Hardness testers for
the food industry
How did the Bareiss company come
about, Mr. Wirth?
Oliver Wirth: The Bareiss company was
founded in 1954 by our grandfather, Heinrich
Bareiss. The aim was to build the best
and most accurate test equipment and to
continuously improve it. At that time, the
company began with analog measuring
devices, on which a pointer on a Shore
scale indicated up to 100 units. Over the
years, new ideas, patents and devices
have been developed from this in order to
simplify their use and to measure them
One milestone was,
for example, the
de ve lopment
of a hardness
Expert discussion with Katrin
Shen and Oliver Wirth,
managing partners of Bareiss
od to test finished parts with a wide variety
of geometries. We are so far unique in
this regard, since the hardness test traditionally
requires plane-parallel specimens
which, however, do not correspond to the
actual conditions of use.
What exactly is the physical measuring
Oliver Wirth: An indenter is attached
to a measuring rod, which in turn is supported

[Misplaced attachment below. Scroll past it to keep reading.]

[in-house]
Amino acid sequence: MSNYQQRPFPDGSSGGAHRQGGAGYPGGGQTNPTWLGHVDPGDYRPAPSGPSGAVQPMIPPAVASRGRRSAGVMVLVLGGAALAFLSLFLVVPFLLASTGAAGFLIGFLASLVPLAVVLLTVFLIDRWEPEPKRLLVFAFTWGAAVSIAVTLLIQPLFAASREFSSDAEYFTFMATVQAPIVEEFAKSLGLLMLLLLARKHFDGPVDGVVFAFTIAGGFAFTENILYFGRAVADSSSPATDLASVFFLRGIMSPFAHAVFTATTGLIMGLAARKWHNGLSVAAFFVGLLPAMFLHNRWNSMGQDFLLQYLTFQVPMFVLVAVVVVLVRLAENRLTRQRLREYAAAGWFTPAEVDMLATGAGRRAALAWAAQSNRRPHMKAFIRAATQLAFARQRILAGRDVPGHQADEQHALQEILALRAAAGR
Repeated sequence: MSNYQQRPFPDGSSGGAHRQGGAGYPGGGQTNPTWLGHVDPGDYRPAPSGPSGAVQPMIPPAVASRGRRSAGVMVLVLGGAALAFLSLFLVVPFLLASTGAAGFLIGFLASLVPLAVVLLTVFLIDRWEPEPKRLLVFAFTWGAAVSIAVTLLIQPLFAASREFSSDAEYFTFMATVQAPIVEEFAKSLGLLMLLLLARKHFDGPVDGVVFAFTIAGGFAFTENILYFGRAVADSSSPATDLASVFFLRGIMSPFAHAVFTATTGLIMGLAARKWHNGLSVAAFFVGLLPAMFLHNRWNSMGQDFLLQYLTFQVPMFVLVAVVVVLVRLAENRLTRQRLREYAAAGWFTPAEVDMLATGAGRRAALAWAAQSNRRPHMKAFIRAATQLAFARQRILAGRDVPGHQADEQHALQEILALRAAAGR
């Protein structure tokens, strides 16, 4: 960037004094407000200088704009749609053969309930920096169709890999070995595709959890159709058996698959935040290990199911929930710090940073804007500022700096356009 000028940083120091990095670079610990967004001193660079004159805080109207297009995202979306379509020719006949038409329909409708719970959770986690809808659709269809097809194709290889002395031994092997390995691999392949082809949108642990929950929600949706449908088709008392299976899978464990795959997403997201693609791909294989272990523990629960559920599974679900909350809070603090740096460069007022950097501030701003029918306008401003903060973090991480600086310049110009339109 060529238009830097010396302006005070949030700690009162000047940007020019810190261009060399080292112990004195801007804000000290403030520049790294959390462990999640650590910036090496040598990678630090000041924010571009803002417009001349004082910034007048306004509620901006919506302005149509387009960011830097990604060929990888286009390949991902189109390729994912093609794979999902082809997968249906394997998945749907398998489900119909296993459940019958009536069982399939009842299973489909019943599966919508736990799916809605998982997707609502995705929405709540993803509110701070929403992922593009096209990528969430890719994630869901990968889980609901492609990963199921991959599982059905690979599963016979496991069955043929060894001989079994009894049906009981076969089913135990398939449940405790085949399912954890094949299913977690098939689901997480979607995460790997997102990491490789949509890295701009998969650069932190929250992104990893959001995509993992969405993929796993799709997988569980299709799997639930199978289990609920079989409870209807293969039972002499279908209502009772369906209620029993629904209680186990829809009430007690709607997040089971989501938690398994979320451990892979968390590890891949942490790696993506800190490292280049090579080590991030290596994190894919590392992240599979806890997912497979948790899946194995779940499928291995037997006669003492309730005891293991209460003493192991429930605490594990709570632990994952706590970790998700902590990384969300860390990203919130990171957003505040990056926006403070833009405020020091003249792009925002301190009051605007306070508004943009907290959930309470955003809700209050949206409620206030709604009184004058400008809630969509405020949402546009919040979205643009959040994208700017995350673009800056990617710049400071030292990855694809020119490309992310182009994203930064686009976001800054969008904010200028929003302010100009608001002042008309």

by a spring. The measuring rod
moves deeper or less deep into the material
with respect to the sample material.
If I were to press on a steel or glass plate,
the indenter has to disappear completely
in the pressure plate and the device has
to display the value 100.
The measurement and application
areas thus range from Shore 000 for
foams to the most well-known process,
Shore A, for elastomers, to Shore D
and Barcol for very hard materials,
such as plastics.
Where does the Shore unit
Katrin Shen: Albert Ferdinand Shore was
an American metallurgist who developed
the Shore durometer. Shore invented the
square durometer in 1915 for measuring
the hardness of polymers and other elastomers.
Various companies have used this
process for device construction. However,
Bareiss has further developed this process.
Now we come to topics related to the
food industry, such as fruit and vegetables.
How do you handle the measurement
of products such as cherries that
do not have plane-parallel surfaces?
Oliver Wirth: In the case of surfaces
that are not plane-parallel, the surface of
the object is touched and from there the
defined measuring path is driven downwards.
A printing plate is therefore only
necessary to a limited extent. This also enables
us to measure the hardness on spherical
To stay with the example of the cherry:
in the early stages a cherry will
presumably have similarly firm flesh
everywhere and thus a similar hardness
16 Hardness testers